Speaking of covert ops, word was leaked that the Red Sox sent Manny Ramirez a letter of suspension, which confirmed he had purposely faked injury, refused to play, tried to force a trade, and tanked at-bats against the Yankees. This notice of non-recommendation from a former employer may soon be featured on Monster.com’s tutorial on what not to do when looking for a job. Gas is down, and so is Manny.

Good eats
Losing in football can be stressful, and under stress, some people eat. So it looks to me as though Charlie Weis and Romeo Crennel are losing a lot, and having their coaches’ meetings catered by Redbones. I can tell you this: You wouldn’t want to be a chicken after the fourth quarter of a Browns game, and cheese steaks have been flying in South Bend. Word is, Romeo’s playbook actually contains a condiment station: little relish tray, onion cup, ketchup pump.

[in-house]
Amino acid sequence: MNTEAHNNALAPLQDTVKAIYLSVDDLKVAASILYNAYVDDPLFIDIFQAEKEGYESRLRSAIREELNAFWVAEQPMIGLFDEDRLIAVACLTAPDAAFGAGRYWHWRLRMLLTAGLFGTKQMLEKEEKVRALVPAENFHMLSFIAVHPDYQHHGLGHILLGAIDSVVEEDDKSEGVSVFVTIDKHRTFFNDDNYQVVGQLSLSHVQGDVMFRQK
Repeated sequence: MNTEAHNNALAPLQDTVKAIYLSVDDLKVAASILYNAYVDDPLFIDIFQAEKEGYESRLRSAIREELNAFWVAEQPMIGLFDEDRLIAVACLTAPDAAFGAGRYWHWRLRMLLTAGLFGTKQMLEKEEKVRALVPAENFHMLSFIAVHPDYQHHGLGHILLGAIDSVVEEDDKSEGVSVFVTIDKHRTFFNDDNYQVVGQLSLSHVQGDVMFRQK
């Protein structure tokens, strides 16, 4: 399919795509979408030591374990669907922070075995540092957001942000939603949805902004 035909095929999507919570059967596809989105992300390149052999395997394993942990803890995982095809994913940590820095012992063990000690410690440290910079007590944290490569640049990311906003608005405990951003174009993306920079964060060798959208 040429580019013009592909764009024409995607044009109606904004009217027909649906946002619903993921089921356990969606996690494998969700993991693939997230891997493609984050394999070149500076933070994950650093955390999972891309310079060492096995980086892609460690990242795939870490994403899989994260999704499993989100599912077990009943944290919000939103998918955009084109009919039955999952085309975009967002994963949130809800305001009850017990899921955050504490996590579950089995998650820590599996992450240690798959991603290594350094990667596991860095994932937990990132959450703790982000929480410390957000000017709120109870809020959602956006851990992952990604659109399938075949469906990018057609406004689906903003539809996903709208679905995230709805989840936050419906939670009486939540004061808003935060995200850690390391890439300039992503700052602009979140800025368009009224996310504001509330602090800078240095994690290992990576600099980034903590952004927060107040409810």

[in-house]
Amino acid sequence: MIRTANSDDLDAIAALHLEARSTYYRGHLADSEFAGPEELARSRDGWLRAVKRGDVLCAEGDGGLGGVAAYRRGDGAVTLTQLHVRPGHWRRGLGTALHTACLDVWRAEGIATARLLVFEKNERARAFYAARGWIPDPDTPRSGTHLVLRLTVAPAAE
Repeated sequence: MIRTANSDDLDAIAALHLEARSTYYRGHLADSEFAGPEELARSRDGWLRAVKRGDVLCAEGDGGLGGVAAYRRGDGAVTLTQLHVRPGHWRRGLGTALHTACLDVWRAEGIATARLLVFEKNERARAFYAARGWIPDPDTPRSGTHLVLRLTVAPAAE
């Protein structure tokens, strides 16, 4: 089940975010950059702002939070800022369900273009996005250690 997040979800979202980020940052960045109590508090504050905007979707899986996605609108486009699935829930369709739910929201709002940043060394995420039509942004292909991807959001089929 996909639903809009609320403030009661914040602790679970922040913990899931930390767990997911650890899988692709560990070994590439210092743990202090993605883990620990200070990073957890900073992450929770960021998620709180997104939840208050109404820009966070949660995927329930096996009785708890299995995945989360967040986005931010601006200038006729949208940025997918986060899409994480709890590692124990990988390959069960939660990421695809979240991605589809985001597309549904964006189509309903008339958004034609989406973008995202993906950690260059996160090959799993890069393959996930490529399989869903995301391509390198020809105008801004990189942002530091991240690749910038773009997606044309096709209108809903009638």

TRASH TALK: Give Manny what he deserves

Posted by Mike McDonald November 13, 2008 05:57 AM

The Red Sox should make a big splash in free agency and offer Manny Ramirez a contract. Not a good contract, mind you, but rather something really insulting. Like 80 bucks a game, a box of fried clams, and two hookers from Dorchester. We’ll show youwhat it’s like to be uncomfortable in Boston.

Then the Sox should run out and sign Rocco Baldelli and get the Italian fans in Warwick, R.I., all fired up.

The chicks love Yaz
There’s a birth control pill on the market called Yaz.

If you’re Carl Yastrzemski, the original Yaz, is it an honor to have a contraceptive borrow your nickname, or did this nudge you toward triple bypass? Women seem to be taking Yaz by the fistful. Side effects include bloating, tenderness, and the ability to hit .326 with 44 homers and 121 RBI. Can Dice-K Kondoms be far behind? For a big swing and miss, or a big miss who swings.